Numb.er is the brainchild of its Los Angeles, CA-based mastermind and primary songwriter, photographer and visual artist Jeff Fribourg, who’s probably best known as a founding member of psych rock/kraut rock band Froth. Thanks to a background in graphic design and visual art, Fribourg has developed a reputation for his work being imbued with a sense of architectural composition with angular guitar riffs and analog synths being layered over throbbing drums and propulsive bass lines. And although Fribourg can trace the origins of his love of synthesizers to when he was in Froth, Numb.er finds the Los Angeles-based songwriter, photographer and visual artist fully exploring his eclectic influences and inclinations with the project meshing elements of punk rock, shoegaze, post-punk and noise rock — without committing to a singular worldview and without sounding overly ironic or forced.

Goodbye, Numb.er’s latest effort is slated for release at the end of the week through Felte Records, and the album’s latest single “Numerical Depression” will further cement Fribourg’s reputation for  genre-defying sound as you’ll hear elements of classic ’77-era punk, post-punk and noise punk as the song is centered around a propulsive bass line, power chord-based guitar lines played through copious guitar effect pedals and rolling drums — and while sonically the song brings to mind Wire, Nirvana, The Clash, Bauhaus, and others, complete with a similar urgency, and yet the song doesn’t find the band resorting to clueless, self-obsessed mimicry and cliches.

New Audio: Soft Kill Releases a Gorgeous and Deeply Personal Meditation on Life and Death

With the release of 2015’s Heresy and 2016’s acclaimed Choke, the members of Portland, OR-based post punk act Soft Kill, currently comprised of Tobias Grave (vocals/guitar/synths), Conrad Vollmer (guitar), Owen Glendower (bass) and Adam Bulgasem (drums) had spent a an increasing amount of time on the road; in fact, they have been on rather extensive touring cycle through North America and Europe to support Choke. Interestingly enough, the band announced a series Pacific Northwest tour dates with Harms Way, just as they officially dropped their latest album Savior.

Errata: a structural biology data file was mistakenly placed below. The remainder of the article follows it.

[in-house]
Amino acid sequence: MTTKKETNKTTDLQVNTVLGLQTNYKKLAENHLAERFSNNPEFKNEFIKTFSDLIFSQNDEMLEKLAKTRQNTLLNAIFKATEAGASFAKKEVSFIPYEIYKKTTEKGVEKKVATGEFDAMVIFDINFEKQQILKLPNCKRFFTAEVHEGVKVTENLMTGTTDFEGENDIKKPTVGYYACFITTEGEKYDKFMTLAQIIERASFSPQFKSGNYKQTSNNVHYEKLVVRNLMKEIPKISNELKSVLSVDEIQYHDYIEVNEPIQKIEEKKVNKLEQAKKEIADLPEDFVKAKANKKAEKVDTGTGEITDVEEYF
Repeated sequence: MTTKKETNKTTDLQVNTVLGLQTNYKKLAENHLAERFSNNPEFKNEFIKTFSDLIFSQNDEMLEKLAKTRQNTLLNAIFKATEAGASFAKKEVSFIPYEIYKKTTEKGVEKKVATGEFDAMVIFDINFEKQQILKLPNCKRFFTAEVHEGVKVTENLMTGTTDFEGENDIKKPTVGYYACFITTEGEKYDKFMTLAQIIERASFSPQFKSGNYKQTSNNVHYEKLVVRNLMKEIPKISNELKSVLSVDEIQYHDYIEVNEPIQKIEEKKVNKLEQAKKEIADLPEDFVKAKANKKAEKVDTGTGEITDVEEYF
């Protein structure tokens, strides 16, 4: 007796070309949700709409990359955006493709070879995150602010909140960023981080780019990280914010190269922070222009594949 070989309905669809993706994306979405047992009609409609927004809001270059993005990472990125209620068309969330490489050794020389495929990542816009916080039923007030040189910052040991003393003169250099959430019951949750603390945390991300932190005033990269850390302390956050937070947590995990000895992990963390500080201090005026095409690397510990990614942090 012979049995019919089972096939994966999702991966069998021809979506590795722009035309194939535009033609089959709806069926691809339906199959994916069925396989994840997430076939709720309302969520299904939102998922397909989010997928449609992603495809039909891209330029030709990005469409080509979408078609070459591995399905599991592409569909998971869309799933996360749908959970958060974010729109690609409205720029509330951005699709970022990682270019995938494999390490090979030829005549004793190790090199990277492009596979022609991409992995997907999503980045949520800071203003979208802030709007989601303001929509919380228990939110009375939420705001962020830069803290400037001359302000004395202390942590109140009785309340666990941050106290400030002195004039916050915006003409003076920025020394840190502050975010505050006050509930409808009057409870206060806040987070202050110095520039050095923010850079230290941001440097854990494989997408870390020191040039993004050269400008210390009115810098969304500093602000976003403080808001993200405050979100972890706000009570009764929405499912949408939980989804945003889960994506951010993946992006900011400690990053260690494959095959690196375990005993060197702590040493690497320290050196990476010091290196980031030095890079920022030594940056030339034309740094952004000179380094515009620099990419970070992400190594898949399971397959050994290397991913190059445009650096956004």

Savior may be the most personal album the band has ever written and recorded, as much of the writing was inspired by a real life experience: as the band was returning from tour, Tobias Grave’s pregnant wife began to bleed out in the van. She was eight months pregnant, and practically in the middle of nowhere, far from a hospital or any other medical facility. The band raced through the night, eventually winding up in the emergency room of Sacramento’s UC Davis Trauma Center, where surgery was performed to try to save the lives of both the mother and the then-unborn child. Although the surgery went well, the baby’s lung collapsed on his second day of life causing him to flatline. Grave was forced to standby and watch as doctors and nurses struggled to keep his newborn son alive with a series of blood transfusions, breathing and feeding tubes. As his vigil turned into weeks, he purchased a guitar, borrowed a bass from a friend and began to write the material that wound up becoming Savior. Thematically speaking, the songs focused on loss and hurt — the tragic loss of his newborn son, his long battle with drug addiction, the tragedies and heartaches of life, the weirdly empty and ambivalent space between mourning and celebration, life and death that we all know far too well. In many ways, the album is written about a man, who has come to grips with the reflection of themselves, as seen in the eyes of their dying son — and as you’ll hear on the shimmering album single “Hard Candy,” the material manages to possess the palpable weight of devastating and senseless loss, and the acceptance of what it means to the song’s narrator and his life, making the song a gorgeous and mournful meditation on life and deat